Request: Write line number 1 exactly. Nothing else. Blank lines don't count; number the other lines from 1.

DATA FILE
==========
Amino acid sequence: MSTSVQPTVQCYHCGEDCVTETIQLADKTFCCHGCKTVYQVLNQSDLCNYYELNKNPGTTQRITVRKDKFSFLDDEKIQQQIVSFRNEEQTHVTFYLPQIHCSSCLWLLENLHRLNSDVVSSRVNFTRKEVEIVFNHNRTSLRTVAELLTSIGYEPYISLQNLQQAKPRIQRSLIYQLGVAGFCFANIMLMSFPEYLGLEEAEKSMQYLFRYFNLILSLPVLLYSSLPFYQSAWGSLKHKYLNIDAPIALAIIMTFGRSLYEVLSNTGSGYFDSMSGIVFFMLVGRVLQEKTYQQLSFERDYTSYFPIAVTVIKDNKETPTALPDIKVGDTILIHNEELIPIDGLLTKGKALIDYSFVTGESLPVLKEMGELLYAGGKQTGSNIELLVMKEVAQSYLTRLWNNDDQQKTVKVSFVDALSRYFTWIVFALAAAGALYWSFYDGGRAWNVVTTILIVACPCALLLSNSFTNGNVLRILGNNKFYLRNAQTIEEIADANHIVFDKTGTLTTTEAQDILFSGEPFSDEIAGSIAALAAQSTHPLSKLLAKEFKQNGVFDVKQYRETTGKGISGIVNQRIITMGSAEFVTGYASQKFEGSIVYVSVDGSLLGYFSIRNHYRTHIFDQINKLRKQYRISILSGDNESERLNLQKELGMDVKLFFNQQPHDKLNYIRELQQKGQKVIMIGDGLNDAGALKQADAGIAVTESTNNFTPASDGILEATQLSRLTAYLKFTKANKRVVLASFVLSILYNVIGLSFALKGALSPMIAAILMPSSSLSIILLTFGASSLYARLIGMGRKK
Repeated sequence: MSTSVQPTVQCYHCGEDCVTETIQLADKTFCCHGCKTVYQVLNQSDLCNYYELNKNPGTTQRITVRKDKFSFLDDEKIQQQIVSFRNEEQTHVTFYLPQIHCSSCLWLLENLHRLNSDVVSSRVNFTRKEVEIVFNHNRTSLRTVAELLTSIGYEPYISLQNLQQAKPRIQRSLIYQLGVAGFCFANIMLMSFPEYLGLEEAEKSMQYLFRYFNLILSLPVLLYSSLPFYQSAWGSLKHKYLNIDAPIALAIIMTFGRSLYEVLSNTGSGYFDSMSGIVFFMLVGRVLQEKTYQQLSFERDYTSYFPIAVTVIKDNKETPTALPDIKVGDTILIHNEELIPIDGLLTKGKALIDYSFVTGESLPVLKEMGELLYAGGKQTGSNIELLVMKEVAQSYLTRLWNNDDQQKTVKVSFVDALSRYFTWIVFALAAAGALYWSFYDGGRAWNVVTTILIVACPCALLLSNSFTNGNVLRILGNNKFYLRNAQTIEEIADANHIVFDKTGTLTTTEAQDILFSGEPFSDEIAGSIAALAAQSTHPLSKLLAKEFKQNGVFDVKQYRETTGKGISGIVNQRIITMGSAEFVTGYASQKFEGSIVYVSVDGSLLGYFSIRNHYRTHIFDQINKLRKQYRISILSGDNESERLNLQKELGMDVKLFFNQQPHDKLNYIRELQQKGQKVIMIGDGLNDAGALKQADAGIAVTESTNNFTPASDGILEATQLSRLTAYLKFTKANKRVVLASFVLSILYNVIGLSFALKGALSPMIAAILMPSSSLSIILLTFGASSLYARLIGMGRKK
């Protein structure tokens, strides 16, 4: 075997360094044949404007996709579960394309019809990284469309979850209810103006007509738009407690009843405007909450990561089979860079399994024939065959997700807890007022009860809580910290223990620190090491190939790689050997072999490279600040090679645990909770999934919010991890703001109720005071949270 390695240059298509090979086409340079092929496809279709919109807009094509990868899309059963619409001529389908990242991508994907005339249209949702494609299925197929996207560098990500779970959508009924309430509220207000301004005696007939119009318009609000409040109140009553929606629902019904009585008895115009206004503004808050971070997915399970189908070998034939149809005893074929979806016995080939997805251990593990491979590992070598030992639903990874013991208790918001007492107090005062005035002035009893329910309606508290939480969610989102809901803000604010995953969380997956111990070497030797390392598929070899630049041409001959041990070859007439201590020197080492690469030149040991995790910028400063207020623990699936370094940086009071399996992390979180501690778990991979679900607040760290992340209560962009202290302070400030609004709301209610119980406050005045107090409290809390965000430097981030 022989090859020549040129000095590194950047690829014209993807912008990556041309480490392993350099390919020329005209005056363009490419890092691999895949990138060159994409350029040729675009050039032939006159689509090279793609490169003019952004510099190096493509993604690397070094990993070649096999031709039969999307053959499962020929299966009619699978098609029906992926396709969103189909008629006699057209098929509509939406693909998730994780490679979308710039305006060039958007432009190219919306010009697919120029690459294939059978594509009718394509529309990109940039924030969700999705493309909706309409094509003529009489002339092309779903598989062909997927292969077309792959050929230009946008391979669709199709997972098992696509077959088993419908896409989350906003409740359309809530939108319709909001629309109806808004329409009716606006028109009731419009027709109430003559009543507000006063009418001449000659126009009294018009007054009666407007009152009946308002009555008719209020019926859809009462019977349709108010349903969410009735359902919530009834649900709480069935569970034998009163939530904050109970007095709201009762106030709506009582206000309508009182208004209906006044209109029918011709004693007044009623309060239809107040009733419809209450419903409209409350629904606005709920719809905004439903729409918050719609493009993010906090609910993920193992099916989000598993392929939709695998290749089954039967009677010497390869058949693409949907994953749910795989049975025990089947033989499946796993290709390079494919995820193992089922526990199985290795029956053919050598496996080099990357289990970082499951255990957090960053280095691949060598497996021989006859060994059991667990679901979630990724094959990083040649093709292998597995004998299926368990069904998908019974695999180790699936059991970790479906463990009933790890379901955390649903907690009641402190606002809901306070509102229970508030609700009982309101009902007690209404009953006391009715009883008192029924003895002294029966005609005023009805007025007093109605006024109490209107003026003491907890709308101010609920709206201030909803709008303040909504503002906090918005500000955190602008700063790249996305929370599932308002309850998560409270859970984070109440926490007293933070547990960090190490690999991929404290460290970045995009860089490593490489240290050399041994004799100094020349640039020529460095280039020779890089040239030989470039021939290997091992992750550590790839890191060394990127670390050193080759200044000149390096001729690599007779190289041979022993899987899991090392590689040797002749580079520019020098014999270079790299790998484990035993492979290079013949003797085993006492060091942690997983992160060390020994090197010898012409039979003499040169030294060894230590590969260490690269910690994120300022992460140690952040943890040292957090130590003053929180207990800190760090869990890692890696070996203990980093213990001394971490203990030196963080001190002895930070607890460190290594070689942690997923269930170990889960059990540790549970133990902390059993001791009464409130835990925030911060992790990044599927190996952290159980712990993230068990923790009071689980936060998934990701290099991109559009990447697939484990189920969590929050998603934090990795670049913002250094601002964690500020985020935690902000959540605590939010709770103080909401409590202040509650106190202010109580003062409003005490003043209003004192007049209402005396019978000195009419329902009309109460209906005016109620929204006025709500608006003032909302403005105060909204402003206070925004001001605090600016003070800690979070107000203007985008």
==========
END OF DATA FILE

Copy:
Amino acid sequence: MSTSVQPTVQCYHCGEDCVTETIQLADKTFCCHGCKTVYQVLNQSDLCNYYELNKNPGTTQRITVRKDKFSFLDDEKIQQQIVSFRNEEQTHVTFYLPQIHCSSCLWLLENLHRLNSDVVSSRVNFTRKEVEIVFNHNRTSLRTVAELLTSIGYEPYISLQNLQQAKPRIQRSLIYQLGVAGFCFANIMLMSFPEYLGLEEAEKSMQYLFRYFNLILSLPVLLYSSLPFYQSAWGSLKHKYLNIDAPIALAIIMTFGRSLYEVLSNTGSGYFDSMSGIVFFMLVGRVLQEKTYQQLSFERDYTSYFPIAVTVIKDNKETPTALPDIKVGDTILIHNEELIPIDGLLTKGKALIDYSFVTGESLPVLKEMGELLYAGGKQTGSNIELLVMKEVAQSYLTRLWNNDDQQKTVKVSFVDALSRYFTWIVFALAAAGALYWSFYDGGRAWNVVTTILIVACPCALLLSNSFTNGNVLRILGNNKFYLRNAQTIEEIADANHIVFDKTGTLTTTEAQDILFSGEPFSDEIAGSIAALAAQSTHPLSKLLAKEFKQNGVFDVKQYRETTGKGISGIVNQRIITMGSAEFVTGYASQKFEGSIVYVSVDGSLLGYFSIRNHYRTHIFDQINKLRKQYRISILSGDNESERLNLQKELGMDVKLFFNQQPHDKLNYIRELQQKGQKVIMIGDGLNDAGALKQADAGIAVTESTNNFTPASDGILEATQLSRLTAYLKFTKANKRVVLASFVLSILYNVIGLSFALKGALSPMIAAILMPSSSLSIILLTFGASSLYARLIGMGRKK